<p>Flares from newly completed natural gas wells paint an arresting image in the Pennsylvania sky.</p><p>But the fiery scene above ground—a controlled test burn-off of initial gas that takes place at some wells for several days—is not as dramatic as what is happening a mile beneath the surface. Producers are using high-volume hydraulic fracturing and horizontal drilling to unlock a natural gas resource that geologists have known about for 75 years.</p><p>Read article: "<a href="http://news.nationalgeographic.com/news/2010/10/101022-energy-marcellus-shale-gas-science-technology-water/" target="_blank">Forcing Gas Out of Rock With Water</a>"</p>

Lighting a New Path

Flares from newly completed natural gas wells paint an arresting image in the Pennsylvania sky.

But the fiery scene above ground—a controlled test burn-off of initial gas that takes place at some wells for several days—is not as dramatic as what is happening a mile beneath the surface. Producers are using high-volume hydraulic fracturing and horizontal drilling to unlock a natural gas resource that geologists have known about for 75 years.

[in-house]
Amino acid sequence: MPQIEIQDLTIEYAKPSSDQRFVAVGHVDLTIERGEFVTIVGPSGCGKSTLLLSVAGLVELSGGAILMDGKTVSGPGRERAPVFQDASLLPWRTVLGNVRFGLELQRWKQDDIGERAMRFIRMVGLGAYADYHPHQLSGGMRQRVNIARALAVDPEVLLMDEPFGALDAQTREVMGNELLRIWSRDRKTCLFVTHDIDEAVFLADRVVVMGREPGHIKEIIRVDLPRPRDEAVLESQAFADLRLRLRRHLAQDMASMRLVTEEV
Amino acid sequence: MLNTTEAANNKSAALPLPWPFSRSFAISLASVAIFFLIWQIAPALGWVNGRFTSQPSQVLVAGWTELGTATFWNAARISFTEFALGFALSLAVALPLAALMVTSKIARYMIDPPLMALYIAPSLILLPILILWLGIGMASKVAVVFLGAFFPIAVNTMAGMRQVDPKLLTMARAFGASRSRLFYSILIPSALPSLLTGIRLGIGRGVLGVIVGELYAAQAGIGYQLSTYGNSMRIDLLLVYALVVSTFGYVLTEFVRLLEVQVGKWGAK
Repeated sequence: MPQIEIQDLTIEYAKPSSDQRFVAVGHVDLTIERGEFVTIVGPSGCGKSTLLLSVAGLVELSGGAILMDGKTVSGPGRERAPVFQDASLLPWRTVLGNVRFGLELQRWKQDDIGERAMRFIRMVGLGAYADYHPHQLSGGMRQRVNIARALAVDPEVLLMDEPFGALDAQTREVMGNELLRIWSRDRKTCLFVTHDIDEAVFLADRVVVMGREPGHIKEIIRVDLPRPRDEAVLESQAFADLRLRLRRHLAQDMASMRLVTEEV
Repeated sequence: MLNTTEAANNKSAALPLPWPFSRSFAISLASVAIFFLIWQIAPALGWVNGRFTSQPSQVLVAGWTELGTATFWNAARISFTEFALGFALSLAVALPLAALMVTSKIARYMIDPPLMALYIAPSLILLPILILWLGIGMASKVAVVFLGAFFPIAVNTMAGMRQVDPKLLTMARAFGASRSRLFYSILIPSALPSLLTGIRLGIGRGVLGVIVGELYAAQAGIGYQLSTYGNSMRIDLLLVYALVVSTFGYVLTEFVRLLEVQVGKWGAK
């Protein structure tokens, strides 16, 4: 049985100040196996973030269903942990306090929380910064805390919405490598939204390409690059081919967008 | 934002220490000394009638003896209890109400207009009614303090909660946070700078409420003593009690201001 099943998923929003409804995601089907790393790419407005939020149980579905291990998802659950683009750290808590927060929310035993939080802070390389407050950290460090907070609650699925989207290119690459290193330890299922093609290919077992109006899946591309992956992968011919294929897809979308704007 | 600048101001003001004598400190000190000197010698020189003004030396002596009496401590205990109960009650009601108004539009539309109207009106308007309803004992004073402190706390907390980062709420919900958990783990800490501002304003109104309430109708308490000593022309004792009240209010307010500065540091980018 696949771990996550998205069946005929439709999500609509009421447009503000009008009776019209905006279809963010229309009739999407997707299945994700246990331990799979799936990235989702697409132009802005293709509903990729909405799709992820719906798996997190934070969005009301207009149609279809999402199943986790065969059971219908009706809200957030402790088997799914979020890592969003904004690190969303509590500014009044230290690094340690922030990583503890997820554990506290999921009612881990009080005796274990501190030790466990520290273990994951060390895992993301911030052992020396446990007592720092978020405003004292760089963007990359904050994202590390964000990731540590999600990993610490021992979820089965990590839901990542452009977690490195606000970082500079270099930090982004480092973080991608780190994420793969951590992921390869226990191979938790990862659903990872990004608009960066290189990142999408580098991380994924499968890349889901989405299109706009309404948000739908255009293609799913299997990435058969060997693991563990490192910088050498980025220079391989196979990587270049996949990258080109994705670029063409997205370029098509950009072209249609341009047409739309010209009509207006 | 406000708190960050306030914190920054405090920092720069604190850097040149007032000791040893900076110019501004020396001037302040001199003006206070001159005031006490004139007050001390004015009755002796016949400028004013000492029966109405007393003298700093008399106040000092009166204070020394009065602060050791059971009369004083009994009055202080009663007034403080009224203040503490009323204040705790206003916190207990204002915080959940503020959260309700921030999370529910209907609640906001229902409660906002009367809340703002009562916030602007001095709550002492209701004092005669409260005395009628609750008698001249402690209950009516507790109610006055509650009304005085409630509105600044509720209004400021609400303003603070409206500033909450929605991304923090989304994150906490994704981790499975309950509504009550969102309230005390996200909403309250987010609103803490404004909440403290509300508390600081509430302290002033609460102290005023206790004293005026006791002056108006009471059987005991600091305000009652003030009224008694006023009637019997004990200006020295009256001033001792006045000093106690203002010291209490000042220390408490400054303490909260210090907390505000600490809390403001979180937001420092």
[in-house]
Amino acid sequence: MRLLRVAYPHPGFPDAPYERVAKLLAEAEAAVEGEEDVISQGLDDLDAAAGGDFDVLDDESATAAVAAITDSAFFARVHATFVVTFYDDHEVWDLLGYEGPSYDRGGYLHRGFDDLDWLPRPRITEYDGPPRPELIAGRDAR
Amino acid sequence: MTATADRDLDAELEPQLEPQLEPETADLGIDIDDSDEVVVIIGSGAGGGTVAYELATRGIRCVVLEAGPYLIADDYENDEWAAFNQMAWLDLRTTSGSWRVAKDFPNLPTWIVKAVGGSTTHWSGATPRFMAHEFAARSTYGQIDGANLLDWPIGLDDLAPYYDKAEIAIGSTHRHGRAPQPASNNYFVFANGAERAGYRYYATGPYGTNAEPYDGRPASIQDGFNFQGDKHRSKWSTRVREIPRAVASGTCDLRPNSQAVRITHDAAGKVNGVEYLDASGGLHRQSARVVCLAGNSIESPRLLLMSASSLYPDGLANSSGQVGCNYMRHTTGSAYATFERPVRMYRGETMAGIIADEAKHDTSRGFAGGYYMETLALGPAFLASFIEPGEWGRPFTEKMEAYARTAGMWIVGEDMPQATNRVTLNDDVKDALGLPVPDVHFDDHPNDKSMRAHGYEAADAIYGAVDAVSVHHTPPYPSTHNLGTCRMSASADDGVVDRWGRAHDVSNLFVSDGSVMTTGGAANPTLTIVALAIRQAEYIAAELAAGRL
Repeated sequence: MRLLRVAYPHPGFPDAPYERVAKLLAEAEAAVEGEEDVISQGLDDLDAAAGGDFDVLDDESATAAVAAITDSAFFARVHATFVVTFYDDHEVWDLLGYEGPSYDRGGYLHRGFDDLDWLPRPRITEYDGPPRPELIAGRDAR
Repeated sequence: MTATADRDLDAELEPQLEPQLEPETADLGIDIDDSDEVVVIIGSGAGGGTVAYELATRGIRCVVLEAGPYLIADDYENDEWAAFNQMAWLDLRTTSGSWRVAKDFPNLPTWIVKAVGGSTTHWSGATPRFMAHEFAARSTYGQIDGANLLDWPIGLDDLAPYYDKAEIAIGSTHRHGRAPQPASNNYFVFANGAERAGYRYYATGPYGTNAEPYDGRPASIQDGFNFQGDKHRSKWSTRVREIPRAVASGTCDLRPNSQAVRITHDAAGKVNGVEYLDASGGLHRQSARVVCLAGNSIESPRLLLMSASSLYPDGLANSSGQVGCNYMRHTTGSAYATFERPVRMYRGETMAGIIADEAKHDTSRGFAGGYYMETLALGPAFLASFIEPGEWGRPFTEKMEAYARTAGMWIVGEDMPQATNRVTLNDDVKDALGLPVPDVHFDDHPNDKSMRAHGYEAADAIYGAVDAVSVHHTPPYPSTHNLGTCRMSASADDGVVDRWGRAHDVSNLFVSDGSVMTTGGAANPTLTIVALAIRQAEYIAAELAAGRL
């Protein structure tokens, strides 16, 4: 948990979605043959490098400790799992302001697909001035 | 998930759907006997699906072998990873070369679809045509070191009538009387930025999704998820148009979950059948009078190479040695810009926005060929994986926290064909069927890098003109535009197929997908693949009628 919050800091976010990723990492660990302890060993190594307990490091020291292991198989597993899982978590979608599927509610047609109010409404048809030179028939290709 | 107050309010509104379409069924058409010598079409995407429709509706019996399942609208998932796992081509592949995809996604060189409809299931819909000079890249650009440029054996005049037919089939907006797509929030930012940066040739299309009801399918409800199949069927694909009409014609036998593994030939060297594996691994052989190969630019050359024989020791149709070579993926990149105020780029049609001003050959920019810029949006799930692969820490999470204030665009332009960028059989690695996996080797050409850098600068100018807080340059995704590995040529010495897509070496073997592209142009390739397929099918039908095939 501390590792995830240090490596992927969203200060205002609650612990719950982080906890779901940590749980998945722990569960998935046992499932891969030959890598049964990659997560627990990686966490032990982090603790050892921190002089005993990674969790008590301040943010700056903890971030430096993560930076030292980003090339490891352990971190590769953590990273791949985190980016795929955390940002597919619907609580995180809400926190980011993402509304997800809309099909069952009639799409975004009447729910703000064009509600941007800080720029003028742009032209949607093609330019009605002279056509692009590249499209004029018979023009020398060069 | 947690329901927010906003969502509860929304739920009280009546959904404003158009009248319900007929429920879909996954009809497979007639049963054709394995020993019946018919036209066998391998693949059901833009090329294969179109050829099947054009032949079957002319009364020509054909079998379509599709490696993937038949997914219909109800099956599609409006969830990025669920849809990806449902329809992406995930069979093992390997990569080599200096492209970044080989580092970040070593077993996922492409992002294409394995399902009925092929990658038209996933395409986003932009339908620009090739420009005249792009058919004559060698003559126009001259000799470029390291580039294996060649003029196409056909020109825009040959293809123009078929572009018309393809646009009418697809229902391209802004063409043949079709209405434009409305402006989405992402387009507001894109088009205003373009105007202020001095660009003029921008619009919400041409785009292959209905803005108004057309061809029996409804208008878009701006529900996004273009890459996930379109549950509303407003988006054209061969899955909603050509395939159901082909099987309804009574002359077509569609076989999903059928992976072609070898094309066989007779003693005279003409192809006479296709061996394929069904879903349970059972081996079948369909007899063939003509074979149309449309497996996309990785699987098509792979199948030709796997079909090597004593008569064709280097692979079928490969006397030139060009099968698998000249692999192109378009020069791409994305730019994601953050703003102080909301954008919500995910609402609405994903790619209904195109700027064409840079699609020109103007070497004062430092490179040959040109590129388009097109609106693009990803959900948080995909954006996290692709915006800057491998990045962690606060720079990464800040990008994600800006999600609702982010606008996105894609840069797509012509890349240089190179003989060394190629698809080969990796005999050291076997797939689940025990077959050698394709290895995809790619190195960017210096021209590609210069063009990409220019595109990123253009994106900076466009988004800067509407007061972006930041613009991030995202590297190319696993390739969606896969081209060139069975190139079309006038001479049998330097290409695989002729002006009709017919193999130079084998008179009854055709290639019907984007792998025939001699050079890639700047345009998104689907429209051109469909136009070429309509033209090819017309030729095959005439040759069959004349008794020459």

Read article: "Forcing Gas Out of Rock With Water"

Photograph by Scott Goldsmith, National Geographic

The Science of Shale Gas

By combining and super-charging old oil field technologies, U.S. energy industry innovators unlocked the natural gas found in deep shale rock—paving the way for a rush on the huge Marcellus shale formation that underlies Pennsylvania.

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